Sherman antitrust laws prohibit price fixing, group boycotting, the allocation of customers or markets, and tie-in agreements.
Price fixing is prohibited. This means that competing brokers, real estate governing bodies, or multiple listing organizations cannot agree to set sale conditions, fees, or management rates.
Group boycotting is also illegal under the antitrust laws. This means that two or more brokers cannot conspire against another business, or agree to withhold their patronage to reduce competition.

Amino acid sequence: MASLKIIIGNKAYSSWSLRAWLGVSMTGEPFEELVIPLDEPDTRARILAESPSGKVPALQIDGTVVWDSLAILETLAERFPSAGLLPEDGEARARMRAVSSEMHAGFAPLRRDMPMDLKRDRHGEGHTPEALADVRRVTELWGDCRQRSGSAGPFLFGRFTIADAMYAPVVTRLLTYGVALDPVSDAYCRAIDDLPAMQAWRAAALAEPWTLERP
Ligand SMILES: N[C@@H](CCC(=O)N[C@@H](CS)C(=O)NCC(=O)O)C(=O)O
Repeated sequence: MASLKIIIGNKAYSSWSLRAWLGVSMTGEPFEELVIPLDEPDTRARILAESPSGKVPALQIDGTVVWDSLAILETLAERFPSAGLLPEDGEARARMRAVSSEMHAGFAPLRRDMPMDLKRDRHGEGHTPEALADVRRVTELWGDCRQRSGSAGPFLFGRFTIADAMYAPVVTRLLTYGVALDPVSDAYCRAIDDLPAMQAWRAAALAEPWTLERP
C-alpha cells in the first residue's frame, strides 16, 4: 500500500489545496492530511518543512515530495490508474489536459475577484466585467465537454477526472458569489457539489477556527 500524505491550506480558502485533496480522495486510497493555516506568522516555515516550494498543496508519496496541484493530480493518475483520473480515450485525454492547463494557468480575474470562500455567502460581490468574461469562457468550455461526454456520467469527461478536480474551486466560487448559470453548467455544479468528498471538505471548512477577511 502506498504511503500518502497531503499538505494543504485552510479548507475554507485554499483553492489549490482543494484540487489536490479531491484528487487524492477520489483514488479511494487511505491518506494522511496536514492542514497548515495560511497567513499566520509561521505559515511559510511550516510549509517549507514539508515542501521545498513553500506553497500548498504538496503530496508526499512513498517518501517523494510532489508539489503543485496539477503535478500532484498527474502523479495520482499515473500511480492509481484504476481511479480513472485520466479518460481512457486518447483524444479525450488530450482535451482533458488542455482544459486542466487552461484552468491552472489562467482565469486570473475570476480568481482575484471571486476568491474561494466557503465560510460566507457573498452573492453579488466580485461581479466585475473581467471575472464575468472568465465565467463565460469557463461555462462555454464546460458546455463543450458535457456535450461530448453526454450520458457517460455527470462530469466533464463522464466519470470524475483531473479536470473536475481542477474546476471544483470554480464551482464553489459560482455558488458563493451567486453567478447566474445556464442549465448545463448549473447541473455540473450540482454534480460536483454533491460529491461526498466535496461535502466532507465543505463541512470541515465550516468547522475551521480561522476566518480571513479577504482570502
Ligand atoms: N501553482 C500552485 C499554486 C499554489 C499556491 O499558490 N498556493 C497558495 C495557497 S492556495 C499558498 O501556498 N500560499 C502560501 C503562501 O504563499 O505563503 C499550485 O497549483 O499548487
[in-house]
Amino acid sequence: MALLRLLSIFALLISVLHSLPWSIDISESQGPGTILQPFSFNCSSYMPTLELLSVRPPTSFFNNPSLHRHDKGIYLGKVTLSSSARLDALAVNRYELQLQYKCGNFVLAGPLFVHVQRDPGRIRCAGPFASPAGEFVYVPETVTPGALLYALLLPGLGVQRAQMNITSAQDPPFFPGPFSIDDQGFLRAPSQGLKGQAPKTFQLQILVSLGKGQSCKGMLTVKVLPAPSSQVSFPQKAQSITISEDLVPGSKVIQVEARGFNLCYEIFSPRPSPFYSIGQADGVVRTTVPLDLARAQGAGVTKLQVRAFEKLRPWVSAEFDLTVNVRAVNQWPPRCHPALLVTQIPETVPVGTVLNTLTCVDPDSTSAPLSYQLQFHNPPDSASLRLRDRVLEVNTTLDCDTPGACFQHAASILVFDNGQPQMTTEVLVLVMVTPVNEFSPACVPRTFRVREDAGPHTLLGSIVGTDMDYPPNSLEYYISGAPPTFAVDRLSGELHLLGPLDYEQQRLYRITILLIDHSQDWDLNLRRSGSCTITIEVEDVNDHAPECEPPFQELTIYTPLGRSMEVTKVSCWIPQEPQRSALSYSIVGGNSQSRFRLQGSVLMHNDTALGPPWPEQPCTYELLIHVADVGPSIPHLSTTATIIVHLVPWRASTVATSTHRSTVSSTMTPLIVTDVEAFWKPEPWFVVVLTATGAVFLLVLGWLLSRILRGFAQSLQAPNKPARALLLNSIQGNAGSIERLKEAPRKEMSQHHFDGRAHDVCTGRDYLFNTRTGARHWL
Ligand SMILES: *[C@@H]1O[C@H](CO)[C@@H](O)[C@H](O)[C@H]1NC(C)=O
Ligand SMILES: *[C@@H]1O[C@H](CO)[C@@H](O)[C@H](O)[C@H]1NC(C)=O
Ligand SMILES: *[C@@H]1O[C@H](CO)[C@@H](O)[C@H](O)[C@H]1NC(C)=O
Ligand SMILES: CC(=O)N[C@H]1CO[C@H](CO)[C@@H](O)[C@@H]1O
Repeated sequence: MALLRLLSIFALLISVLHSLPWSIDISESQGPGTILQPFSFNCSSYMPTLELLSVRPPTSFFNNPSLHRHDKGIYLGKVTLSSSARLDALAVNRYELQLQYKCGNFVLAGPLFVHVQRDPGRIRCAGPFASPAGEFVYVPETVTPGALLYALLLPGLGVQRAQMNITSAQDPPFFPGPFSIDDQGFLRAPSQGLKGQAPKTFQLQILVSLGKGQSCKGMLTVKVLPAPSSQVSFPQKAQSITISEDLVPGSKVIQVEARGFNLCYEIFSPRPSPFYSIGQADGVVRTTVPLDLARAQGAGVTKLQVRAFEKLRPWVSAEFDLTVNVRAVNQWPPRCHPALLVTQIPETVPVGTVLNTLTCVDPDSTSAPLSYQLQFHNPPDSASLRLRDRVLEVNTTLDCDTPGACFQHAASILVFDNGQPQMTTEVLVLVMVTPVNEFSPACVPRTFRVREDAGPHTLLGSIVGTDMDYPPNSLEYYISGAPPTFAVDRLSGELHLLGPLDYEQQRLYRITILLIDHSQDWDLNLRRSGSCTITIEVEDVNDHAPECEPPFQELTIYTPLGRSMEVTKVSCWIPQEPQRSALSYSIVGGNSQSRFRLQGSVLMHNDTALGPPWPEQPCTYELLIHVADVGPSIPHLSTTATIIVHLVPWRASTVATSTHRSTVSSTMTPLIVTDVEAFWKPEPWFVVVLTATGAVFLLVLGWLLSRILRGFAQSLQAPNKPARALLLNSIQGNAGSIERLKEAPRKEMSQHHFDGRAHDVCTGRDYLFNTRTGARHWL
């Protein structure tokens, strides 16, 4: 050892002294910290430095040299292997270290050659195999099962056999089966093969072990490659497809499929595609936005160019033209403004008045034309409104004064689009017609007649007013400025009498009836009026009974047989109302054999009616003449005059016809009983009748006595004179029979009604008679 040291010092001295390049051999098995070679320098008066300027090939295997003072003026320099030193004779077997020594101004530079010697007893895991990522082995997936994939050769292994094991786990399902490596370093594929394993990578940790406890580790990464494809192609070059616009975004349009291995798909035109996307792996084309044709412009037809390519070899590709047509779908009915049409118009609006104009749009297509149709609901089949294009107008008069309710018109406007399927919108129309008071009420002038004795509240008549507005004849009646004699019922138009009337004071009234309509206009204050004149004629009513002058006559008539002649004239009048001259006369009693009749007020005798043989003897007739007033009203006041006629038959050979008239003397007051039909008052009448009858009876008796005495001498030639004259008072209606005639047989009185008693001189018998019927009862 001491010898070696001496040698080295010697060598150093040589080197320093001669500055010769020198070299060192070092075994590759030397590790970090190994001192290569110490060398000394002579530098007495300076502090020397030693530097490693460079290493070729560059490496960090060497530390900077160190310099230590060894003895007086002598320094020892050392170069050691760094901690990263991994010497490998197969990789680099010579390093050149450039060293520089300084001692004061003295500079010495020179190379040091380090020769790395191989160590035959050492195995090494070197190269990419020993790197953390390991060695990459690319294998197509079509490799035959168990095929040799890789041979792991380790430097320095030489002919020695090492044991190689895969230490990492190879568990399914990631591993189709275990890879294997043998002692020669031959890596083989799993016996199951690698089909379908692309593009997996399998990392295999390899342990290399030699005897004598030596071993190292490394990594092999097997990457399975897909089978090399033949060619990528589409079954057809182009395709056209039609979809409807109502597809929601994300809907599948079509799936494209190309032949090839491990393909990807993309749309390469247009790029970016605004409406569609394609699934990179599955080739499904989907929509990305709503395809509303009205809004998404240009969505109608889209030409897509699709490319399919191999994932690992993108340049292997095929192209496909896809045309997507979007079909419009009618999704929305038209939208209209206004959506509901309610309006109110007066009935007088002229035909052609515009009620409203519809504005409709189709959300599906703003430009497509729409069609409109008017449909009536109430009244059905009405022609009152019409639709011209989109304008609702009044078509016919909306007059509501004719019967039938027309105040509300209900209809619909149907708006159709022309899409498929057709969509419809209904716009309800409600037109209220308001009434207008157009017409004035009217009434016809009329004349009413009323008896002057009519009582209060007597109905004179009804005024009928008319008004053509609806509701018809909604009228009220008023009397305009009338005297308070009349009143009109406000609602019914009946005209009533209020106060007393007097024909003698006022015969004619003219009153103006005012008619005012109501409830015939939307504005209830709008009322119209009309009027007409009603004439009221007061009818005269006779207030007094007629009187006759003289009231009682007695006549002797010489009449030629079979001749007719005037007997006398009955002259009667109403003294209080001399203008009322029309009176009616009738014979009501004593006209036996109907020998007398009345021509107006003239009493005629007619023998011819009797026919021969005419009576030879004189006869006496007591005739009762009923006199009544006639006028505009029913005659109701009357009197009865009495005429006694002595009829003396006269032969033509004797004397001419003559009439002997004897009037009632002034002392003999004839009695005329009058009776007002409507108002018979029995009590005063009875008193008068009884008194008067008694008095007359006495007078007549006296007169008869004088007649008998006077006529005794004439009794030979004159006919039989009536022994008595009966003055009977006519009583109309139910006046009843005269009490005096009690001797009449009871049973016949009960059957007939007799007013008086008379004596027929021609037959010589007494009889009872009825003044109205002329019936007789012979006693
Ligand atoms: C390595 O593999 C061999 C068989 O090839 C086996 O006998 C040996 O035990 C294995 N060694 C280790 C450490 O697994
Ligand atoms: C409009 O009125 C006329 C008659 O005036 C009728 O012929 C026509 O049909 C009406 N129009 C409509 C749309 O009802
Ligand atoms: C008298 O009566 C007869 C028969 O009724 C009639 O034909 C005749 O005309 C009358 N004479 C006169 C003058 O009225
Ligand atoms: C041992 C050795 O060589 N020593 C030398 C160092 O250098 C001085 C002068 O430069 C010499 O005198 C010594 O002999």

The allocation of markets or customers would occur when brokers agree to divide their markets or customers and not compete for the other’s business.
Tie-in agreements are also illegal. For example, a real estate broker owns 10 acres of vacant land. A builder wants to buy the land, but the broker refuses to sell unless the builder agrees to list the property with the brokerage firm. This tie-in arrangement is illegal.
An individual may be fined a maximum of $100,000 and be sentenced up to three years in prison—and a corporation may be fined up to $1 million—for breach of the Sherman antitrust laws. In a civil suit, an aggrieved person may recover up to triple the value of the actual damages plus attorneys’ fees and costs.